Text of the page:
About 200 people rode on horseback to protest against pipeline that encroaches on tribal lands and could pollute Missouri river: ‘We’re looking out for all people’
Dozens of tribal members from several Native American nations took to horseback on Friday to protest the proposed construction of an oil pipeline which would cross the Missouri river just yards from tribal lands in North Dakota.
The group of tribal members, which numbered around 200, according to a tribal spokesman, said they were worried that the Dakota Access Pipeline, proposed by a subsidiary of the Dallas, Texas-based Energy Transfer Partners, would lead to contamination of the river. The proposed route also passes through lands of historical significance to the Standing Rock Lakota Sioux Nation, including burial grounds.
“They’re going under the river 500 yards from my son’s grave, my father’s grave, my aunt who I buried last week,” said Ladonna Allard, a member of the Standing Rock nation and the closest landowner to the proposed pipeline. “I really love my land, and if that pipeline breaks everything is gone.”
“We must fight every inch of our lives to protect the water,” Allard said.
A “spiritual camp” will be set up starting Saturday at the point where the proposed pipeline would cross the river, and the tribal members plan to stay and protest indefinitely.
The group is composed of members of the Standing Rock nation as well as others from North and South Dakota nations, including the Cheyenne River Lakota and the Rosebud Sioux. They joined together to ride, run and walk from the Tribal Administration Building north to Cannonball, North Dakota, on the reservation’s northern edge.
The Missouri river is the primary source of drinking water for the tribal reservation, according to Doug Crow Ghost, a spokesperson for the Standing Rock Sioux and the director of the tribe’s water office, who joined the protest on Friday. Tribal members also fish in the river, he said.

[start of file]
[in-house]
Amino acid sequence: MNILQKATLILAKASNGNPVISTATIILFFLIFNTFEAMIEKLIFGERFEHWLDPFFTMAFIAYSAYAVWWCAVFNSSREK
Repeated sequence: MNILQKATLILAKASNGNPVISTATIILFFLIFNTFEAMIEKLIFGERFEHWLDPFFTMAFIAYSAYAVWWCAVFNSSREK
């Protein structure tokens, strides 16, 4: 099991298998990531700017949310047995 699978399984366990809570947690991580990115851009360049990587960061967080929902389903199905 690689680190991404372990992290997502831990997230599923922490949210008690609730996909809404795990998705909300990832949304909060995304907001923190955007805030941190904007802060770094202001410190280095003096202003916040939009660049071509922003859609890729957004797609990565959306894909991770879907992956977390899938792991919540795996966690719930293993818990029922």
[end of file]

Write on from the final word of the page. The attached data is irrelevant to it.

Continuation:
“Because we are going to be fighting this giant, all the rest of the nations came on horseback to say ‘we support you’,” said Allard. “That is why this horse ride is so important to us. Because we’re not alone in this fight. All of our nations are coming to stand with us, and all our allies and partners. This pipeline is illegal.”
The pipeline is currently waiting on a decision from a colonel in the Army Corps of Engineers, who oversees such projects, on whether Dakota Access will be granted a permit to proceed, according to Dallas Goldtooth, a Keep It In The Ground campaign organizer for the Indigenous Environmental Network. The tribes are petitioning for an environmental impact study, which has not at this point been done, into the pipeline.
Goldtooth is optimistic about the tribe’s chances of stopping the pipeline. “It infringes on the tribe’s water rights, which are guaranteed by treaties, and the protocols associated with those rights were not followed,” he said. “The tribes have a really strong standing-point on this issue and we’re confident that we’ll see a whole environmental impact study enacted.”
Energy Transfer Partners did not respond to a request for comment.
“Although we do live on a reservation, the land that [the Dakota Access pipeline is] going to be crossing is on original land that was given us by treaty,” said Dakota Kidder, a member of the Standing Rock nation. “This is where it gets people fired up when you talk about broken treaties.”
“Without water there is no life, and this is our main source,” Kidder added. “It’s not just our issue. Everybody downriver of us is going to be affected, all the way down to the Gulf of Mexico. We’re not just looking out for ourselves; we’re looking out for all people.”
Watch a report on the protest, as aired on KXNET-TV, below.